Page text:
PPA is planning, preparation and assessment- all teachers in state schools have a session , usually once a week for half a day and their class is covered by another teacher in the school, a supply teacher or in some cases teaching assistants or learning support assistants. I cover it quite often at my local schools where I am a supply teacher and the classes get the same lesson delivered by me as their own teacher has informed what needs teaching. I have witnessed some excellent sessions taken by assistants who know the children well and also some weak sessions , so I suppose it depends on the staffing at your particular school.

storynanny Wed 16-Jan-13 23:10:39

Schools do have budgets to use for supply teachers.

Arachnophobe Wed 16-Jan-13 23:11:32

Thanks for the information and I am not horrified Rainbows I just would like to understand and it's really interesting and educational boom boom reading Your replies on here - My fellow School Parents are probably not being subjective either so to Mumsnet for a reality check...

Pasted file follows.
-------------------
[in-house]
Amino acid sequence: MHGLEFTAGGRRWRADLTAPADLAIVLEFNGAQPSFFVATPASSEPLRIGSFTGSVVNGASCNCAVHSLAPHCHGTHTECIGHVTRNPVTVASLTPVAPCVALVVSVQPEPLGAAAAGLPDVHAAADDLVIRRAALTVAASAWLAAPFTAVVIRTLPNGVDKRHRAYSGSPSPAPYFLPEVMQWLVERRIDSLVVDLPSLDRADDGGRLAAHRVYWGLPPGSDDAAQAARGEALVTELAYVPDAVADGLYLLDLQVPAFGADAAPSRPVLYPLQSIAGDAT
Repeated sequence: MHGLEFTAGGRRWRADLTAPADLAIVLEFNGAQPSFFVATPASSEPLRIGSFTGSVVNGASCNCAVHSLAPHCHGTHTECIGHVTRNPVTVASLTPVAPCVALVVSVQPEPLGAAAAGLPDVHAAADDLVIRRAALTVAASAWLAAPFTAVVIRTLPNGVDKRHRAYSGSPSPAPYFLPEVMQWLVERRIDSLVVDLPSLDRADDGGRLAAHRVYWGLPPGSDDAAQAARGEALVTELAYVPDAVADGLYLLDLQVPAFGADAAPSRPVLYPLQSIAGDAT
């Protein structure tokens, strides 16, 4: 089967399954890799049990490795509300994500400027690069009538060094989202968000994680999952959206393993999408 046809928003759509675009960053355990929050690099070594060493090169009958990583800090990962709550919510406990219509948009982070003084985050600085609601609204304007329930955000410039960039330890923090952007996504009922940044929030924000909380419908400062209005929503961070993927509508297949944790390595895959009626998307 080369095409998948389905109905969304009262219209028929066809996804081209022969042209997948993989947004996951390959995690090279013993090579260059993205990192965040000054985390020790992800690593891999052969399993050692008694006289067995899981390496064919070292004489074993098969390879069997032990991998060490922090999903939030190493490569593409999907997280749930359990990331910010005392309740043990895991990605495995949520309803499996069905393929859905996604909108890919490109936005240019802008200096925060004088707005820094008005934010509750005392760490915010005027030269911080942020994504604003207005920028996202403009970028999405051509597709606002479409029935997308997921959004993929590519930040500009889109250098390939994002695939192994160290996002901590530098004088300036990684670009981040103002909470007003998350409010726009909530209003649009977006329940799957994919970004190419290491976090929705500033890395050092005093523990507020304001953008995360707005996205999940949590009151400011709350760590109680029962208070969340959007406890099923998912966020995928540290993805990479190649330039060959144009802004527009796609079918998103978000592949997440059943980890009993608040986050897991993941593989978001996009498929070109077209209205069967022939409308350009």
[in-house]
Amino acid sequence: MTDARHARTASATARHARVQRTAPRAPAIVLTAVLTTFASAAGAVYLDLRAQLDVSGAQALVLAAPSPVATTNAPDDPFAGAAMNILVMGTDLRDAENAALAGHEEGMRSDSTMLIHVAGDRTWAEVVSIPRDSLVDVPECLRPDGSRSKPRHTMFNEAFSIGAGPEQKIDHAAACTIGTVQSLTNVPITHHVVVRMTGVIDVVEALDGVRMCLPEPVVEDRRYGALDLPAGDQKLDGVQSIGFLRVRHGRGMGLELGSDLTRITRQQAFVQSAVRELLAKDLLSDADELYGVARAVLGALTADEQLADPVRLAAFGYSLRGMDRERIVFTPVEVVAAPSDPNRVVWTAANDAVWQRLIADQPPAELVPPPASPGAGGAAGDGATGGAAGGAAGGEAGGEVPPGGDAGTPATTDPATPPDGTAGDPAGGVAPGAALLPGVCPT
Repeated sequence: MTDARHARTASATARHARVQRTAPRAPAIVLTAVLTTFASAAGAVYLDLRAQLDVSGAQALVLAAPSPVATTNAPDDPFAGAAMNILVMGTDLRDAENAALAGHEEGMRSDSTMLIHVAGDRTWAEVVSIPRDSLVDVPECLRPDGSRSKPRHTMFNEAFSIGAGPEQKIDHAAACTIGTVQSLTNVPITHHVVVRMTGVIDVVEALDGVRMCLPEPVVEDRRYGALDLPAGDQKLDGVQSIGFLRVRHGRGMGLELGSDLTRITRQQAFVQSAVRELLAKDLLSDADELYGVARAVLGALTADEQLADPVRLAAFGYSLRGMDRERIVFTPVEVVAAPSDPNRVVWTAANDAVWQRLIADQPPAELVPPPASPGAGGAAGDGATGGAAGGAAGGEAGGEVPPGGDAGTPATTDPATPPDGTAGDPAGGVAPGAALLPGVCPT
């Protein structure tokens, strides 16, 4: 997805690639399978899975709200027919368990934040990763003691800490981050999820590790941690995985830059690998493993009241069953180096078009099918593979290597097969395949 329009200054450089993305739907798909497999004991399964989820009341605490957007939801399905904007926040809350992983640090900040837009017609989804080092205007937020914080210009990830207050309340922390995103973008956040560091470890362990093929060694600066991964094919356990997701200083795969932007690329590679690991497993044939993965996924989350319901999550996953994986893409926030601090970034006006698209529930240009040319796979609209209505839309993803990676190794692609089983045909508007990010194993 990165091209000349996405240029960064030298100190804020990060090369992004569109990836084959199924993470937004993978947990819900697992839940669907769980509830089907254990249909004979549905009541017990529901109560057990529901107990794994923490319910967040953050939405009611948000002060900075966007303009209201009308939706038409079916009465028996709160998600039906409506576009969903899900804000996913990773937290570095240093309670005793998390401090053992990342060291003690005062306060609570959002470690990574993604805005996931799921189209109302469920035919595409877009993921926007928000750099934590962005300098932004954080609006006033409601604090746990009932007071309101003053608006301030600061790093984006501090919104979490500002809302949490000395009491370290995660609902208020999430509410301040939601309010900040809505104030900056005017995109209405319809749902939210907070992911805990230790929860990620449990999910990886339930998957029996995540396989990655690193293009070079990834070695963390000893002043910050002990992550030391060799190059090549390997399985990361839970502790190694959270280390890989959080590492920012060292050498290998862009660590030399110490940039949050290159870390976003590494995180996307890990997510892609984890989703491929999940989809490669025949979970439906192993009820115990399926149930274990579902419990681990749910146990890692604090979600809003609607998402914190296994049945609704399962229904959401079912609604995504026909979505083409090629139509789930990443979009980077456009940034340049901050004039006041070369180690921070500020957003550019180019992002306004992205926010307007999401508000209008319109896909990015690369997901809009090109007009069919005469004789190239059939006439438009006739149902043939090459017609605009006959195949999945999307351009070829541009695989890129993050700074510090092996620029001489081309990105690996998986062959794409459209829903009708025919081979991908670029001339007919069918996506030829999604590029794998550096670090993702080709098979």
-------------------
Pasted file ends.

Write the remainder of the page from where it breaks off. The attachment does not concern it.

Arachnophobe Wed 16-Jan-13 23:12:40

*objective - Back to school for me!

storynanny Wed 16-Jan-13 23:13:27

Regarding the original post. Only qualified teachers are allowed to take PE sessions in state schools, not assistants or student teachers without teacher present.

storynanny Wed 16-Jan-13 23:14:41

HLTA is a higher level teaching assistant who has undergone further training.

Arachnophobe Wed 16-Jan-13 23:15:16

I didn't knock TA's Dancer Girl.

tiggytape Wed 16-Jan-13 23:16:57

PPA = teacher's planning time. Usually half a day per week out of the classroom their class needs to be covered for that time
HiLTA = Higher Level Teaching Assistant. Allowed to cover lessons and prepare them under the general professional direction of a teacher.

Dancergirl Wed 16-Jan-13 23:17:11

Is that because of H&S or insurance storynanny?